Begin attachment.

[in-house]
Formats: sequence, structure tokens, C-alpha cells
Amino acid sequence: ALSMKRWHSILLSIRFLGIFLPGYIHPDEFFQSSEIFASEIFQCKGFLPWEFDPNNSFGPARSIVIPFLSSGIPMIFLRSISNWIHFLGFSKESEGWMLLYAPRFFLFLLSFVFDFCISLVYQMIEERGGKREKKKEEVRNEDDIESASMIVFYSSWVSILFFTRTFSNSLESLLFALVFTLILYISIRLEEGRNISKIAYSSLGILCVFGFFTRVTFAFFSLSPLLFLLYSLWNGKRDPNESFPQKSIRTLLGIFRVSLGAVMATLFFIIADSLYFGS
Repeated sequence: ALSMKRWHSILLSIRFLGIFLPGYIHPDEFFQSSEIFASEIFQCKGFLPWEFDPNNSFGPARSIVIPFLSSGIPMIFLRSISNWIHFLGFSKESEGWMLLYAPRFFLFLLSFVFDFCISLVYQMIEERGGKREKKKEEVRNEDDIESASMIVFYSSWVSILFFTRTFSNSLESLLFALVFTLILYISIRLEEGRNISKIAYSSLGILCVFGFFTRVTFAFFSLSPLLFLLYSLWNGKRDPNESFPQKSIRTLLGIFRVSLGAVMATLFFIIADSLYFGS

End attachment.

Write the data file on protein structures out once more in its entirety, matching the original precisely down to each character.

[in-house]
Formats: sequence, structure tokens, C-alpha cells
Amino acid sequence: ALSMKRWHSILLSIRFLGIFLPGYIHPDEFFQSSEIFASEIFQCKGFLPWEFDPNNSFGPARSIVIPFLSSGIPMIFLRSISNWIHFLGFSKESEGWMLLYAPRFFLFLLSFVFDFCISLVYQMIEERGGKREKKKEEVRNEDDIESASMIVFYSSWVSILFFTRTFSNSLESLLFALVFTLILYISIRLEEGRNISKIAYSSLGILCVFGFFTRVTFAFFSLSPLLFLLYSLWNGKRDPNESFPQKSIRTLLGIFRVSLGAVMATLFFIIADSLYFGS
Repeated sequence: ALSMKRWHSILLSIRFLGIFLPGYIHPDEFFQSSEIFASEIFQCKGFLPWEFDPNNSFGPARSIVIPFLSSGIPMIFLRSISNWIHFLGFSKESEGWMLLYAPRFFLFLLSFVFDFCISLVYQMIEERGGKREKKKEEVRNEDDIESASMIVFYSSWVSILFFTRTFSNSLESLLFALVFTLILYISIRLEEGRNISKIAYSSLGILCVFGFFTRVTFAFFSLSPLLFLLYSLWNGKRDPNESFPQKSIRTLLGIFRVSLGAVMATLFFIIADSLYFGS